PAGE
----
Edmonton has become one of Canada’s winners in the increasingly intense competition between cities hoping to attract high-paying tech jobs. According to newly released documents, its recent success is thanks in part to a confidential, incentive-heavy playbook it developed in a bid to secure Amazon’s second headquarters.
The Logic obtained a heavily redacted copy of Edmonton’s Amazon bid via an access to information request, as well as over one hundred pages of related emails from figures including Edmonton Mayor Don Iveson. The documents lay out a plan for the city’s long-term economic growth, as well as repeated concerns over any part of the plan ever becoming public. Indeed, the city has been fighting to keep the bid private for the last three years.
Edmonton used its unsuccessful bid for Amazon’s second headquarters to attract other tech firms to the city. That bid, which the city has been trying to keep secret for three years, offered $2.2 billion in labour cost savings and a host of incentives. It’s helped Edmonton bring in large tech firms and grow its tech workforce at a faster rate than Halifax, Winnipeg and Ottawa.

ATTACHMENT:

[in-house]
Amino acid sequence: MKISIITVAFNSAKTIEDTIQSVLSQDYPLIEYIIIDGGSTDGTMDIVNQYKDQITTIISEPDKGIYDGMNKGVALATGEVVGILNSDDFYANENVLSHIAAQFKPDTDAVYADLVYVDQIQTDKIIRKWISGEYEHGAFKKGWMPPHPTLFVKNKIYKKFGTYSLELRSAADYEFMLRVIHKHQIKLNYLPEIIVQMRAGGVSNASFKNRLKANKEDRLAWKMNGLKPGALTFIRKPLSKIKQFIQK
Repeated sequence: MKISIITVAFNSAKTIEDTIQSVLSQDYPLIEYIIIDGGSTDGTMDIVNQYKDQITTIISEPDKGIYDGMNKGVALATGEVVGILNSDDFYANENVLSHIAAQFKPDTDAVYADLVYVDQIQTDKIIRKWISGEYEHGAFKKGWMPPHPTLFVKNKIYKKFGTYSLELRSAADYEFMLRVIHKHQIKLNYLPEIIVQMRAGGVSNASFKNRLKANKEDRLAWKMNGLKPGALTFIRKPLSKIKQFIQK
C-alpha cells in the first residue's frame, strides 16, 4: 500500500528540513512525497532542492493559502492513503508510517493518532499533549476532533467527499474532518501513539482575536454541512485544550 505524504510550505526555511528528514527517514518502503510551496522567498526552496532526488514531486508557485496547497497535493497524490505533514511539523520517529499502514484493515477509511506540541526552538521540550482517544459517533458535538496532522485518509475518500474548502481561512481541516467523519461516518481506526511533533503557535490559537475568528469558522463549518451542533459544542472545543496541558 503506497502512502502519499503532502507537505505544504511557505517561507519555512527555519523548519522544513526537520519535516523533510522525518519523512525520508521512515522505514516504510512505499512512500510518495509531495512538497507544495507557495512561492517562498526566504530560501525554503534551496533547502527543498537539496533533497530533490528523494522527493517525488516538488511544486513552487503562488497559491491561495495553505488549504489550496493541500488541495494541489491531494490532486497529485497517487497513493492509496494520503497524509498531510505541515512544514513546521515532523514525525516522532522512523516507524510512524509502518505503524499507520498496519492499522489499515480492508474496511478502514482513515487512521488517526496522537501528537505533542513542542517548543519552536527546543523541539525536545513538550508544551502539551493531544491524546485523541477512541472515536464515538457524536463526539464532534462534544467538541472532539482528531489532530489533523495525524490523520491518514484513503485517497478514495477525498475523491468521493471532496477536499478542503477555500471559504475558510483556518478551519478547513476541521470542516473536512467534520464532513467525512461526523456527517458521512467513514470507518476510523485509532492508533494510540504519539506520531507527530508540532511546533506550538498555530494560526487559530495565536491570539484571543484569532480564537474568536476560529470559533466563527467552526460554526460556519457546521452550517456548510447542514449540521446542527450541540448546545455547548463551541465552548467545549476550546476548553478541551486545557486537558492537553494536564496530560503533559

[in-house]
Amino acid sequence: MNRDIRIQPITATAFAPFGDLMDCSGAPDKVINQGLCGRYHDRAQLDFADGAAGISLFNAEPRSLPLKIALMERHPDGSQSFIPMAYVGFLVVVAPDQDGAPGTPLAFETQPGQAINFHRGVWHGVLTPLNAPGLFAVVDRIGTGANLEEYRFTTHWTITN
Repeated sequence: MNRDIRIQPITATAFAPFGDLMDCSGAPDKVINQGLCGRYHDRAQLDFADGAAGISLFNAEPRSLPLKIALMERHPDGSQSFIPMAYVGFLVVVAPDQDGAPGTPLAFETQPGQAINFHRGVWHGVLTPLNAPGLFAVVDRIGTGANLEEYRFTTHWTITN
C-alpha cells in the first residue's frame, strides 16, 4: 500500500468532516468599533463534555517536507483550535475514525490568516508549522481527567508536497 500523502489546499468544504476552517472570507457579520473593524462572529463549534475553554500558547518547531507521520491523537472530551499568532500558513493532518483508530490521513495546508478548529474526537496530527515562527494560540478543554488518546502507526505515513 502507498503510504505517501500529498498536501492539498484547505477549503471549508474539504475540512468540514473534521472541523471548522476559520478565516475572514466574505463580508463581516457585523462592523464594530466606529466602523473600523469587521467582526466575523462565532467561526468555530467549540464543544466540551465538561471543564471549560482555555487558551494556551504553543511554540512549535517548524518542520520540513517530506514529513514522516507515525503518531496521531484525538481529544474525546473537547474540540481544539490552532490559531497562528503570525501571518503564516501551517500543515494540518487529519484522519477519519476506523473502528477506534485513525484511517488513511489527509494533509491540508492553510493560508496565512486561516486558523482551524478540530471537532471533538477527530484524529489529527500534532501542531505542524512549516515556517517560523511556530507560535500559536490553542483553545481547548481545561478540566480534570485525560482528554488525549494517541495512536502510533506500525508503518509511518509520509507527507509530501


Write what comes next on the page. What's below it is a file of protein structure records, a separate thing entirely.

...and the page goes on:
The city offered Amazon 18 incentives including funding for employee training, favourable options for acquiring municipal land, lease incentives, “direct support” for investments in building upgrades and matching research & development funds for provincial programs designed to encourage drones, machine learning and autonomous vehicles. Edmonton also said Amazon could save billions in labour costs.
The Edmonton Economic Development Corporation (EEDC) developed the proposal. CEO Maggie Davison, who took on the top job on an interim basis in April, said she hasn’t read the bid but confirmed the city has subsequently used some of the incentives packaged in the Amazon bid to bring in other firms.
“Either they get a break on their lease, or they get free rent for a couple of years, or they get help with construction. That’s pretty common,” said Davison, adding that larger firms would get more incentives.
Edmonton submitted its bid in October 2017, after the Seattle-based company announced a competition to host its second headquarters. It was one of nearly 250 competing cities and regions across North America, many of which offered the company hefty inducements in an effort to win the estimated US$5-billion development and promised 50,000 jobs. In November 2018, Amazon announced plans to split the development between Arlington, Virginia and New York City. It subsequently pulled out of the proposed New York location after opposition from citizens’ groups and some local politicians.
At the time of its bid, Edmonton’s unemployment rate had just hit nine per cent, Alberta oil was about US$39 a barrel, NDP premier Rachel Notley was more than a year into her mission to transform Alberta’s economy after four decades of Progressive Conservative government and the city’s tech sector was growing at about 2.6 per cent a year.